JSON Schema is a vocabulary that allows you to annotate and validate JSON documents.

Benefits

  • Describes your existing data format(s).
  • Provides clear human- and machine- readable documentation.
  • Validates data which is useful for:
    • Automated testing.
    • Ensuring quality of client submitted data.

What now?

Learn, Get help, Shape the Community, Chat, with the JSON Schema team and Community!

Regular Activities

We hold weekly Office Hours and twice monthly Open Community Working Meetings.

Office Hours are every Tuesday at 15:00 UTC.

Open Community Working Meetings are every First and Third Friday of the month at 12:00 PT.

Need more?

We have our other learning resources, including the Understanding JSON Schema documentation.

About Our Community

We have an active and growing community. All are welcome to be part of our community, help shape it, or simply observe.

We want to keep our community welcoming and inclusive, so please read our JSON Schema Organizational Code of Conduct. (This is a combination of the Contributor Covenant and IETF BCP 54.)

The JSON Schema team and community are here to help!

At any point, feel free to join our Slack server.

Our Slack server has limited history, so we also use GitHub Discussions.

We monitor the jsonschema tag on StackOverflow.

Project Status

2021-02-01: Draft 2020-12 has been published!

The IETF document IDs are of the form draft-bhutton-*-00.

We are using dates for meta-schemas, which are what implementations should use to determine behavior, so we will usually refer to 2020-12 (without the word “draft”) on this web site.

See the Specification page for details about naming and numbering.

The Path to Standardization

The JSON Schema project intends to shepherd all three draft series to either: RFC status, the equivalent within another standards body, and/or join a foundation and establish self publication rules.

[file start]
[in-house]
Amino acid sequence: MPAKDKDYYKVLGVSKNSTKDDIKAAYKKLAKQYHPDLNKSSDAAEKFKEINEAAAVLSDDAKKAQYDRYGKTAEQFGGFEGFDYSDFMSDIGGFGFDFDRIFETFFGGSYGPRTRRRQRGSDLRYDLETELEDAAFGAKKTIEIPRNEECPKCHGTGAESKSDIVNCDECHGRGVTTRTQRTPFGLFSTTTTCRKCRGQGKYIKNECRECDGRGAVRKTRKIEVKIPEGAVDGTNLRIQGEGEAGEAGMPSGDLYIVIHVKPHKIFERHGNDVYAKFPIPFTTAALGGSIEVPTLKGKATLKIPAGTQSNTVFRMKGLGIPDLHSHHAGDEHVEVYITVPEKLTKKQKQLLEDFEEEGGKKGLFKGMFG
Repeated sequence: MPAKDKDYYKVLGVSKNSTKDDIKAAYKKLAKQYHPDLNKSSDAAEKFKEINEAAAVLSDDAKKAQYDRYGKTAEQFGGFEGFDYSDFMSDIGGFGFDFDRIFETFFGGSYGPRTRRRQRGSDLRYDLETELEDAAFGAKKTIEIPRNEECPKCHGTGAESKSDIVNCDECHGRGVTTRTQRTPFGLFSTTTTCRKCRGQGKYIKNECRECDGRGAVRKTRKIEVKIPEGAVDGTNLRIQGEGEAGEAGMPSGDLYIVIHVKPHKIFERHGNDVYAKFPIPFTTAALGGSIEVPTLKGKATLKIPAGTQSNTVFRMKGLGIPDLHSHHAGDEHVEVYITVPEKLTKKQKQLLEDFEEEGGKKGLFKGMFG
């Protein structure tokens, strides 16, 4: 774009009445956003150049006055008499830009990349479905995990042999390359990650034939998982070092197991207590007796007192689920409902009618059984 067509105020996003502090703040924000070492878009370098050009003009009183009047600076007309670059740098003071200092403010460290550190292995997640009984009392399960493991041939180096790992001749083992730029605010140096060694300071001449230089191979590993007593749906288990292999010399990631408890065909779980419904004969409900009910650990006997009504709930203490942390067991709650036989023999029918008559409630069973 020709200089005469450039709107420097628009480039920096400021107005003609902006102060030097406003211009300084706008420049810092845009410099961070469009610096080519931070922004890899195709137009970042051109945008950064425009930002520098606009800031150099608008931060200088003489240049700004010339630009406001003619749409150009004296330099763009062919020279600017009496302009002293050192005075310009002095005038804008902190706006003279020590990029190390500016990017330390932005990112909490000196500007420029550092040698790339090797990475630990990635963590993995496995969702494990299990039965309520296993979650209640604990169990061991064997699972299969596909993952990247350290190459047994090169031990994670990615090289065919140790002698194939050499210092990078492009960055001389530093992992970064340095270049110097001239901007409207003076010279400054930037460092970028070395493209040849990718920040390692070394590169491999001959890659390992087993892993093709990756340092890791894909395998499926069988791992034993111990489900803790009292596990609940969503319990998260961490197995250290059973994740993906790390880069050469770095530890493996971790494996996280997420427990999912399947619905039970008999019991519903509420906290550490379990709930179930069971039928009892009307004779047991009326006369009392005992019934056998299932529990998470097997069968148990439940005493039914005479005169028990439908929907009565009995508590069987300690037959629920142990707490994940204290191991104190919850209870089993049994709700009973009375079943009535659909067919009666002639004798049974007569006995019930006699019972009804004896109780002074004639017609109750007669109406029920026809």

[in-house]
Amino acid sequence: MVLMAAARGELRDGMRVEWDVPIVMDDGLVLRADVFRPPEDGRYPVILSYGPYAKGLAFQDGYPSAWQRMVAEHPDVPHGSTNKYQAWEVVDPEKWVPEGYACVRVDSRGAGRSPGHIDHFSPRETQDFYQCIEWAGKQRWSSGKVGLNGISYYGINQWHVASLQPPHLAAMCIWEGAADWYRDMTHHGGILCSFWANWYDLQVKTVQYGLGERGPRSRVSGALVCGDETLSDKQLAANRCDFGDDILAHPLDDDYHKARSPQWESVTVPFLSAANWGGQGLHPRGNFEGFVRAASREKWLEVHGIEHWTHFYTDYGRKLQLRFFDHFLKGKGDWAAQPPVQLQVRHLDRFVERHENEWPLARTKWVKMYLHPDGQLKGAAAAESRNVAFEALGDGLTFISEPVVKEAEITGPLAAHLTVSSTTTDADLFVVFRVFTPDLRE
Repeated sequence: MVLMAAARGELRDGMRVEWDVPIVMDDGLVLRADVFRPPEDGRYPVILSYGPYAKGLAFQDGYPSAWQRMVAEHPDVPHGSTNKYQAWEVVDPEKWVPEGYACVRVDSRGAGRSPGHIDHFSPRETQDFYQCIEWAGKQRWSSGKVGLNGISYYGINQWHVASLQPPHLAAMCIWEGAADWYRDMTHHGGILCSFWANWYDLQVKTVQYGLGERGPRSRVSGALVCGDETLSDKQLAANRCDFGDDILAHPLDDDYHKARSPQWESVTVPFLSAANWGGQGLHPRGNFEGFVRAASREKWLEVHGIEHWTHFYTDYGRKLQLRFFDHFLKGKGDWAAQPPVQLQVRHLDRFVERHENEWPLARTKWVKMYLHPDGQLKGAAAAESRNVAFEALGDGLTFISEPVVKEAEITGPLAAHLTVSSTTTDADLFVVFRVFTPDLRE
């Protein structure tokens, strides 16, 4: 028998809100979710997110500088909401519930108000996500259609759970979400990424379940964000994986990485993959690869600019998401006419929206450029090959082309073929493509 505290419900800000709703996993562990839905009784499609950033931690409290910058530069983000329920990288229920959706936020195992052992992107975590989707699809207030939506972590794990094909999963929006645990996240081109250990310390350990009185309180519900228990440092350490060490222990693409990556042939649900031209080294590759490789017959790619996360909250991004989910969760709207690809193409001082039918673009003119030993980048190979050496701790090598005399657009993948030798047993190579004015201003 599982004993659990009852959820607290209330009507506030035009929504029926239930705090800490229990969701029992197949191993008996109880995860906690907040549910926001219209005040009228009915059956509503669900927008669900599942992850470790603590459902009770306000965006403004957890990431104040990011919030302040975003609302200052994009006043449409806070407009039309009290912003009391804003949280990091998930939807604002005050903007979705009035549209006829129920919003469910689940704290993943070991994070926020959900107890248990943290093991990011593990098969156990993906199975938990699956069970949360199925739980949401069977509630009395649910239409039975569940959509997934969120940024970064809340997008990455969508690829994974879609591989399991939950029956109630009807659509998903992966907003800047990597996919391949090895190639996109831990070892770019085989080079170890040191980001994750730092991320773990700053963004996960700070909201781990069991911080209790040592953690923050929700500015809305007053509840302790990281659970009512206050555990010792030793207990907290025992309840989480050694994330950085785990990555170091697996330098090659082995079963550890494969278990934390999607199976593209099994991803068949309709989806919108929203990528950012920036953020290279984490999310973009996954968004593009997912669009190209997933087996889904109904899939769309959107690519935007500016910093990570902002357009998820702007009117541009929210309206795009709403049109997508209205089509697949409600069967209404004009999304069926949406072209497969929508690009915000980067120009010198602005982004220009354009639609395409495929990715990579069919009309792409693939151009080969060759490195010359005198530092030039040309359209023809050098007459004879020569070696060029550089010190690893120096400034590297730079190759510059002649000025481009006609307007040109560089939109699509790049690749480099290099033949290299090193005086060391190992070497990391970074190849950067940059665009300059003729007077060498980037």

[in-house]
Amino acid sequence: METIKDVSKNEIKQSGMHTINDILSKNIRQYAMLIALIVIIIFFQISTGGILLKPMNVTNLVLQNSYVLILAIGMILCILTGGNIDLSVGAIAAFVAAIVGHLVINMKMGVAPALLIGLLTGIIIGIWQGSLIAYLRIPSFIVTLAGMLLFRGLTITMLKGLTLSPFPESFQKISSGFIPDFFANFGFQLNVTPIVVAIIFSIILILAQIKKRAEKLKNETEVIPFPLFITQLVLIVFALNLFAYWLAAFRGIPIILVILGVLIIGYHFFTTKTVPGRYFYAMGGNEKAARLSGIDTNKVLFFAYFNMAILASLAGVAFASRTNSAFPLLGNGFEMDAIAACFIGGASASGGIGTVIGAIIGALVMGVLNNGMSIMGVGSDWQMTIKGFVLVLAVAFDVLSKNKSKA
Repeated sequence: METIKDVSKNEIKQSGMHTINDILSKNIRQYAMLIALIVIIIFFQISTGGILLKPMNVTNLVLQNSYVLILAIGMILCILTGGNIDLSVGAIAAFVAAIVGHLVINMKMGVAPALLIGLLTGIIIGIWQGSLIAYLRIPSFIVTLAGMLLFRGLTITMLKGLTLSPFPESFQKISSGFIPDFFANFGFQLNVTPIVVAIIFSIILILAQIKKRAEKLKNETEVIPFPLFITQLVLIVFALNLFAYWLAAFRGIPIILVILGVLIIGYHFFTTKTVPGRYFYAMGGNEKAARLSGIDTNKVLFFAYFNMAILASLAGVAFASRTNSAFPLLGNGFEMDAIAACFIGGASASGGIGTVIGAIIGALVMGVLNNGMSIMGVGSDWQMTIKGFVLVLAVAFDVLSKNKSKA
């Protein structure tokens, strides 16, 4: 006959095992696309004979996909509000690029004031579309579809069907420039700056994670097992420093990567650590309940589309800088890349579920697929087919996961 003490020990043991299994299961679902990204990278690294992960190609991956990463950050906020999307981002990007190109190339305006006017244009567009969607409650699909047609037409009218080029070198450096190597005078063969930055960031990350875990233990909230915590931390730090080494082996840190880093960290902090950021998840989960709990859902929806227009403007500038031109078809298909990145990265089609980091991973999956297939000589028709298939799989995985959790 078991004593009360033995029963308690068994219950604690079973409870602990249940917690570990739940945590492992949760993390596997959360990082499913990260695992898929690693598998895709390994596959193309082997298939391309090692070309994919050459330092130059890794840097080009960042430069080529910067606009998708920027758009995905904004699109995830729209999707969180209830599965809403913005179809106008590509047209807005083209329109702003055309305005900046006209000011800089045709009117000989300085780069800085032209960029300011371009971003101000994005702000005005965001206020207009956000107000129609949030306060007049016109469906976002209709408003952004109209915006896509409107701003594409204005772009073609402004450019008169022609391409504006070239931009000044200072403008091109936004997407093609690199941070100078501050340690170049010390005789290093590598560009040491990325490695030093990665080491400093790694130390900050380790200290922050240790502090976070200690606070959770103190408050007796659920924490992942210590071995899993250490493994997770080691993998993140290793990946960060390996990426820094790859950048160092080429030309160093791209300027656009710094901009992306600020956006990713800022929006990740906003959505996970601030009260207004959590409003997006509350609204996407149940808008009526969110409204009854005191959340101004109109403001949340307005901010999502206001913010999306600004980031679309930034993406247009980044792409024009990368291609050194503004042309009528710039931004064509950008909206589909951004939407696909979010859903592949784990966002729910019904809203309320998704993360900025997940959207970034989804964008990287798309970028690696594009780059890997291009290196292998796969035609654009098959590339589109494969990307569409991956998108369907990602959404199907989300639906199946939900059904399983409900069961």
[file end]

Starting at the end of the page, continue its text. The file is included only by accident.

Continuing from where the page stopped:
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Currently, we are continuing to improve our self-published Internet-Drafts. We are not actively pursuing joining a standards organisation.

We have a few contacts related to each potential path, but if you have experience with such things and would like to help, please still contact us!

In the meantime, publication of Internet-Draft documents can be tracked through the IETF:

Internet-Drafts expire after six months, so our goal is to publish often enough to always have a set of unexpired drafts available. There may be brief gaps as we wrap up each draft and finalize the text.

Use of the draft designation

Releases of the JSON schema specification and meta schemas use the draft designation primarily for historical reasons stemming from the relationship of this specification to IETF (explained here). The use of this designation is under review but will continue until this review process completes to avoid changing the designation style multiple times.

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The JSON schema project recognizes, condones, and advocates for the use of the JSON schema standard in production.

Each release of the JSON schema specification is treated as a production release by the JSON schema project. All changes in each new release are made judiciously, with great care, thorough review and careful consideration of how the changes will impact existing users and implementations of the JSON schema specification.

Similarly to most specifications, the JSON schema specification will continue to evolve, and not all releases will be backwards compatible. The intention, particularly for vocabularies such as validation which have been widely implemented, is to remain as compatible as possible from release to release. However, major changes can still occur given a clear enough need validated with the user community.

When the draft designation is dropped this may indicate that the frequency of releases and amount of changes in each release will decrease, but it won’t indicate that no new releases will be made, or that all future releases will be backwards compatible.

Quickstart

The JSON document being validated or described we call the instance, and the document containing the description is called the schema.

The most basic schema is a blank JSON object, which constrains nothing, allows anything, and describes nothing:

{}

You can apply constraints on an instance by adding validation keywords to the schema. For example, the “type” keyword can be used to restrict an instance to an object, array, string, number, boolean, or null:

{ "type": "string" }

JSON Schema is hypermedia ready, and ideal for annotating your existing JSON-based HTTP API. JSON Schema documents are identified by URIs, which can be used in HTTP Link headers, and inside JSON Schema documents to allow recursive definitions.

JSON Hyper-Schema

JSON Hyper-Schema is on hiatus / not currently maintained as of 2021.

This allows the team to focus the little time they do donate on JSON Schema core and validation.

We may revisit JSON Hyper-Schema at a later date.

Interested? Check out:

We encourage updating to the latest specification where possible, which is 2020-12.

Questions? Feeling helpful? Get involved on: